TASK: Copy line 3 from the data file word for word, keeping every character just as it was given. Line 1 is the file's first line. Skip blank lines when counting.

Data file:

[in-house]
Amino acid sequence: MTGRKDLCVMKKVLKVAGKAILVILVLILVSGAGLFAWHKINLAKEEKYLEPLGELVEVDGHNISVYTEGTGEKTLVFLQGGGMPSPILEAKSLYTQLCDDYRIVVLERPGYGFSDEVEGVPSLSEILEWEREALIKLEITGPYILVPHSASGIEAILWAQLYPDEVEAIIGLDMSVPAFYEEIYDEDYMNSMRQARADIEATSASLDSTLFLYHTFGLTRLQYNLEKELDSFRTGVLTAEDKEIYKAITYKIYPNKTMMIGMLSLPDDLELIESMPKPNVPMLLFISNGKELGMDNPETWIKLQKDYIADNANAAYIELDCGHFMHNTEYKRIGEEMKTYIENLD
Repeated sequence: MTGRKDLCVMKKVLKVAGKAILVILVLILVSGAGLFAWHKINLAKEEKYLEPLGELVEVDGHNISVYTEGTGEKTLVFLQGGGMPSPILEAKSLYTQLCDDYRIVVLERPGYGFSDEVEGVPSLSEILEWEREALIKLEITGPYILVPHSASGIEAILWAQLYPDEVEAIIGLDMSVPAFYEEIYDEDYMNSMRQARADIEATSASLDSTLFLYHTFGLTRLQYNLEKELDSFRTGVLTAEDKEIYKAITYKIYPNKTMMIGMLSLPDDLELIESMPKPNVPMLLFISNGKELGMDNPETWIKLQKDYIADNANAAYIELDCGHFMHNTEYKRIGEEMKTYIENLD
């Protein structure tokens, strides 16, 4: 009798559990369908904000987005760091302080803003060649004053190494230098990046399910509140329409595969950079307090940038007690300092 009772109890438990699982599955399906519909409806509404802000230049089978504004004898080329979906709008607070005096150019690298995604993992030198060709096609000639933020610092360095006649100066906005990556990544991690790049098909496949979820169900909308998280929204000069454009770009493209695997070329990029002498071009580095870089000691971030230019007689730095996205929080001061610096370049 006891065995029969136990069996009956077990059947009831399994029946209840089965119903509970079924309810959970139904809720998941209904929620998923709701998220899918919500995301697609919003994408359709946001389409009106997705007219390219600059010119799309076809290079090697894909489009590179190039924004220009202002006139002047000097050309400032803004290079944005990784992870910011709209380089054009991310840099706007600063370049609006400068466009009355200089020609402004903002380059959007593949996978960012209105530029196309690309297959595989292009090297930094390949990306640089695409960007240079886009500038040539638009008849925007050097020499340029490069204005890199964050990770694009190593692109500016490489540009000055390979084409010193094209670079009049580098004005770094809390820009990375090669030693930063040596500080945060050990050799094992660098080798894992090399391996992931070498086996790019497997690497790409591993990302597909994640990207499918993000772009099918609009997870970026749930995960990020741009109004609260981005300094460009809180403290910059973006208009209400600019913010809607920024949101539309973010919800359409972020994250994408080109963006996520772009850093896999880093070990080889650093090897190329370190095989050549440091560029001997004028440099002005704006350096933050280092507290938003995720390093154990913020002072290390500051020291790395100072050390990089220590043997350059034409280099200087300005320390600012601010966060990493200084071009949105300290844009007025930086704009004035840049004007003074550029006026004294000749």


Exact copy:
Repeated sequence: MTGRKDLCVMKKVLKVAGKAILVILVLILVSGAGLFAWHKINLAKEEKYLEPLGELVEVDGHNISVYTEGTGEKTLVFLQGGGMPSPILEAKSLYTQLCDDYRIVVLERPGYGFSDEVEGVPSLSEILEWEREALIKLEITGPYILVPHSASGIEAILWAQLYPDEVEAIIGLDMSVPAFYEEIYDEDYMNSMRQARADIEATSASLDSTLFLYHTFGLTRLQYNLEKELDSFRTGVLTAEDKEIYKAITYKIYPNKTMMIGMLSLPDDLELIESMPKPNVPMLLFISNGKELGMDNPETWIKLQKDYIADNANAAYIELDCGHFMHNTEYKRIGEEMKTYIENLD